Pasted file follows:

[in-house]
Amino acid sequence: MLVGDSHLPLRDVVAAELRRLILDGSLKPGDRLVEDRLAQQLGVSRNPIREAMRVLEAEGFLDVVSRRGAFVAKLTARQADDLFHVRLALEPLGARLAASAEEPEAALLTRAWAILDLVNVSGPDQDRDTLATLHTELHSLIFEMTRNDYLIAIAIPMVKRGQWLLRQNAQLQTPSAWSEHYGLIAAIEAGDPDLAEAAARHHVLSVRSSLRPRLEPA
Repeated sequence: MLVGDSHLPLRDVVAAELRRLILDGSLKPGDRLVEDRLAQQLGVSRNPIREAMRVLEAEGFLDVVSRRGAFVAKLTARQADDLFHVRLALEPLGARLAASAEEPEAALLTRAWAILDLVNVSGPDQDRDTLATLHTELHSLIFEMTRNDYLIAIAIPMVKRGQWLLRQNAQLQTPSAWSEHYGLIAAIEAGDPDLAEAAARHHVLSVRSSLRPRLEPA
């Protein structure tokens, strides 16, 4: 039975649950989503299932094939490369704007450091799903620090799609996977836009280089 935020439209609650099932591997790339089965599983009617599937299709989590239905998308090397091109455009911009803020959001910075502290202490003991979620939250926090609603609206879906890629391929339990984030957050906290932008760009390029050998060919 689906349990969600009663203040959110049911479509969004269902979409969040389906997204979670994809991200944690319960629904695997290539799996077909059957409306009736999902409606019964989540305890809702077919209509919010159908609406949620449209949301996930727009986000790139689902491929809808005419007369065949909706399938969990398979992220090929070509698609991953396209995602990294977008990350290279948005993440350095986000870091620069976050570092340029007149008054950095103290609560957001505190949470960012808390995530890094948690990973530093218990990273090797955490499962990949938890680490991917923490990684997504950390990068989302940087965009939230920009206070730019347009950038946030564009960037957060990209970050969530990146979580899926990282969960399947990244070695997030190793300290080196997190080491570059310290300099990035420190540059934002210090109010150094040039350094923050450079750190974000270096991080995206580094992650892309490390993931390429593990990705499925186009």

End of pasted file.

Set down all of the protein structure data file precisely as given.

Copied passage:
[in-house]
Amino acid sequence: MLVGDSHLPLRDVVAAELRRLILDGSLKPGDRLVEDRLAQQLGVSRNPIREAMRVLEAEGFLDVVSRRGAFVAKLTARQADDLFHVRLALEPLGARLAASAEEPEAALLTRAWAILDLVNVSGPDQDRDTLATLHTELHSLIFEMTRNDYLIAIAIPMVKRGQWLLRQNAQLQTPSAWSEHYGLIAAIEAGDPDLAEAAARHHVLSVRSSLRPRLEPA
Repeated sequence: MLVGDSHLPLRDVVAAELRRLILDGSLKPGDRLVEDRLAQQLGVSRNPIREAMRVLEAEGFLDVVSRRGAFVAKLTARQADDLFHVRLALEPLGARLAASAEEPEAALLTRAWAILDLVNVSGPDQDRDTLATLHTELHSLIFEMTRNDYLIAIAIPMVKRGQWLLRQNAQLQTPSAWSEHYGLIAAIEAGDPDLAEAAARHHVLSVRSSLRPRLEPA
């Protein structure tokens, strides 16, 4: 039975649950989503299932094939490369704007450091799903620090799609996977836009280089 935020439209609650099932591997790339089965599983009617599937299709989590239905998308090397091109455009911009803020959001910075502290202490003991979620939250926090609603609206879906890629391929339990984030957050906290932008760009390029050998060919 689906349990969600009663203040959110049911479509969004269902979409969040389906997204979670994809991200944690319960629904695997290539799996077909059957409306009736999902409606019964989540305890809702077919209509919010159908609406949620449209949301996930727009986000790139689902491929809808005419007369065949909706399938969990398979992220090929070509698609991953396209995602990294977008990350290279948005993440350095986000870091620069976050570092340029007149008054950095103290609560957001505190949470960012808390995530890094948690990973530093218990990273090797955490499962990949938890680490991917923490990684997504950390990068989302940087965009939230920009206070730019347009950038946030564009960037957060990209970050969530990146979580899926990282969960399947990244070695997030190793300290080196997190080491570059310290300099990035420190540059934002210090109010150094040039350094923050450079750190974000270096991080995206580094992650892309490390993931390429593990990705499925186009």